Resisting Bullies in an Age of Tolerance

Posted: Mar 19, 2014 12:01 AM
Resisting Bullies in an Age of Tolerance

I don’t know about you, but I’m hearing more and more from people around the country who are terrified about where the nation is headed.

Every day, we’re confronted with more unchecked abuses of power. Judges, attorneys general, governors, legislators and the president of the United States are openly ignoring their oaths to uphold the law. The people’s say at the ballot box seems to mean nothing now.

The Internal Revenue Service (IRS), fresh from being exposed for targeting Tea Parties, brazenly proposes new rules to make sure agents can continue the persecution without worrying about legalities.

Even the mighty National Football League and the 2015 Super Bowl were used as leverage by homosexual activists and their corporate allies to kill a much-needed religious freedom bill in Arizona last week.

It’s not just government agencies that are functioning as ruthless enforcers of political correctness. Ask any schoolchild who has had the audacity to defend marriage in a Facebook posting or Tweet. The mayors of Boston and New York boycotted their cities’ St. Patrick’s Day parades this week because parade organizers would not allow the events to become a forum to promote homosexuality. Beer giants Guinness, Heineken and Sam Adams pulled their sponsorships for the same reason.

Everything, every event, every person has to be broken to the saddle of the pansexual Left. And that’s only part of the Left’s agenda for America.

Nothing seems to slow down this juggernaut, but not everyone is bowing to the new gods.

Dr. Ben S. Carson is a man who does not engage in hyperbole. His sheer reasonableness, along with a stellar career as one of the nation’s top neurosurgeons, terrifies liberals.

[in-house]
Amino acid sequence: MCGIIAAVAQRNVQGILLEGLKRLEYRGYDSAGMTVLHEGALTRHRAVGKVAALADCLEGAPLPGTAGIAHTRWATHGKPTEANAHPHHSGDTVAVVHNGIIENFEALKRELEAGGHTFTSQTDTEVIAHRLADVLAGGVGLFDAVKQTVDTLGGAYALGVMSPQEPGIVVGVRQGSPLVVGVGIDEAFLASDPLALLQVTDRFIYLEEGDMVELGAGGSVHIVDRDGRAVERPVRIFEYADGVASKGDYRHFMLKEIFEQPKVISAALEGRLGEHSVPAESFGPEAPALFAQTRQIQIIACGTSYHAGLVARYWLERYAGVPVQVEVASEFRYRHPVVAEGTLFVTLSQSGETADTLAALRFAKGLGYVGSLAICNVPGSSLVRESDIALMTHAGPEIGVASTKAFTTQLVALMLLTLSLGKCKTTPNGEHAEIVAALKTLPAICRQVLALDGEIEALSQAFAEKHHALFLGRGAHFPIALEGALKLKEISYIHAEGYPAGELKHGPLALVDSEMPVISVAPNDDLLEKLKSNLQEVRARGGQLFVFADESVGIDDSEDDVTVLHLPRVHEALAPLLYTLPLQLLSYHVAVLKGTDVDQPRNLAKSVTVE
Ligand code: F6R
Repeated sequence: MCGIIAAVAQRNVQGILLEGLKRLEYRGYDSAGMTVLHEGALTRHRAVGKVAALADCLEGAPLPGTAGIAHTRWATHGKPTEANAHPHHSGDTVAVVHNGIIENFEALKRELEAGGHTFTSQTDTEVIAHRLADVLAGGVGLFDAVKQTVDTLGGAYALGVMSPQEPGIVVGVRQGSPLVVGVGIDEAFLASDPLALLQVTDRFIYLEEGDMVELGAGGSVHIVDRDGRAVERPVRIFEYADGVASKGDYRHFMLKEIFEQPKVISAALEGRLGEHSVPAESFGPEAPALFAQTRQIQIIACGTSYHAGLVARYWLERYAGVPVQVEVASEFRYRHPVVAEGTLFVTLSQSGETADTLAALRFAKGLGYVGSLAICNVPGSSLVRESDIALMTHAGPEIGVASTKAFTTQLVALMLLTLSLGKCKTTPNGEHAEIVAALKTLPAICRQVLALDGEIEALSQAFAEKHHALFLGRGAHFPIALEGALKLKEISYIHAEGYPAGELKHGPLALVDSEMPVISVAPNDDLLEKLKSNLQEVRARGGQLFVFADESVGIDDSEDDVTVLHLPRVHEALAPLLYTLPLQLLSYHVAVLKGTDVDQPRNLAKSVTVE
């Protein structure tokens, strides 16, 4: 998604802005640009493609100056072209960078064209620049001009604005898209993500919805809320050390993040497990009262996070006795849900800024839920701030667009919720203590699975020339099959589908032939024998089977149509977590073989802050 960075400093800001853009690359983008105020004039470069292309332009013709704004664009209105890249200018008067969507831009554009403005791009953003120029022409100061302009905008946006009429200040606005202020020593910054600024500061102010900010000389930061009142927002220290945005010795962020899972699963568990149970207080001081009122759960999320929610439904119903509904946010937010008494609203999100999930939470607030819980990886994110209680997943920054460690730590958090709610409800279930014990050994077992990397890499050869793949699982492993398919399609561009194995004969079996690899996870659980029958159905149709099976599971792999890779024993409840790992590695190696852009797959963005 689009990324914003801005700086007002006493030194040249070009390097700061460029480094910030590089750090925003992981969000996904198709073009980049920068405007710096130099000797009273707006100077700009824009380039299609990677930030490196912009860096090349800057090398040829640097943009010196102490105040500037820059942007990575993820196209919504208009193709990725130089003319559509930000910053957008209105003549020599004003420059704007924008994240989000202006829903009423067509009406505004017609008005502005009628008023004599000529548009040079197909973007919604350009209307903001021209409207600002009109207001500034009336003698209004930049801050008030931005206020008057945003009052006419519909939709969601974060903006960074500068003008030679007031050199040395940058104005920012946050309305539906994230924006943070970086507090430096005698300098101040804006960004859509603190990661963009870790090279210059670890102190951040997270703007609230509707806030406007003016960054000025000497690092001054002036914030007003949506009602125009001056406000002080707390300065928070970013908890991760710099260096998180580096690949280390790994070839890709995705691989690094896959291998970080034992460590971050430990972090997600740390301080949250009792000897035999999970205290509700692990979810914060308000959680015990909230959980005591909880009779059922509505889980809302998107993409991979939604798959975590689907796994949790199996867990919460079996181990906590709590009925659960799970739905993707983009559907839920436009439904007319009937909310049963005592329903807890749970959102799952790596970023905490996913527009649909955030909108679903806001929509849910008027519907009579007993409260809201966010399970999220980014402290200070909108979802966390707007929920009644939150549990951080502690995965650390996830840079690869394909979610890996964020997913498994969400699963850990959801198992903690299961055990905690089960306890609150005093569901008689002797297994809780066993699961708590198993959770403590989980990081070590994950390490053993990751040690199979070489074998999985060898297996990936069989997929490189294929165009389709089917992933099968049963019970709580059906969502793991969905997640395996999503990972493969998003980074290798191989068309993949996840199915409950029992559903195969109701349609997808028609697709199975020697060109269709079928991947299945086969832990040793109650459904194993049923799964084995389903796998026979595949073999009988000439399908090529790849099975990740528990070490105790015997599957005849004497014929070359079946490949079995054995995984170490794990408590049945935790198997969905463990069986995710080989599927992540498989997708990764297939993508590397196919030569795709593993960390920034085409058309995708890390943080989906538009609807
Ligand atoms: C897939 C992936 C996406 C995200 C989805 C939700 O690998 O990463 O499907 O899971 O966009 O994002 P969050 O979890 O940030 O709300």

In an interview with at the recent Conservative Political Action Conference (CPAC), he likened the current trend of intimidation in America to conditions in Nazi Germany. Asked about his remark that we are “living in a Gestapo Age,” Dr. Carson responded:

“I mean very much like Nazi Germany, and I know you’re not supposed to say Nazi Germany, but I don’t care about political correctness. You know, you had a government using its tools to intimidate the population. We now live in a society where people are afraid to say what they actually believe.”

Dr. Carson gave a masterful critique of political correctness and a defense of conservative principles at last year’s National Prayer Breakfast in February. He was shortly thereafter subjected for the first time in his life to an Internal Revenue Service (IRS) audit of his real estate records. “After that proved pristine, they said, ‘well, let’s do a full audit,’ he said. “After that proved pristine, they said, ‘well let’s audit another year,’ and finally after three months they went away.”

Perhaps the most overt case of selective enforcement is the Jan. 24 arrest of Dinesh D’Souza, author of the 2010 book The Roots of Obama’s Rage and producer of the hit documentary 2016: Obama’s America, on a charge of illegal campaign donations to a friend in a New York state race.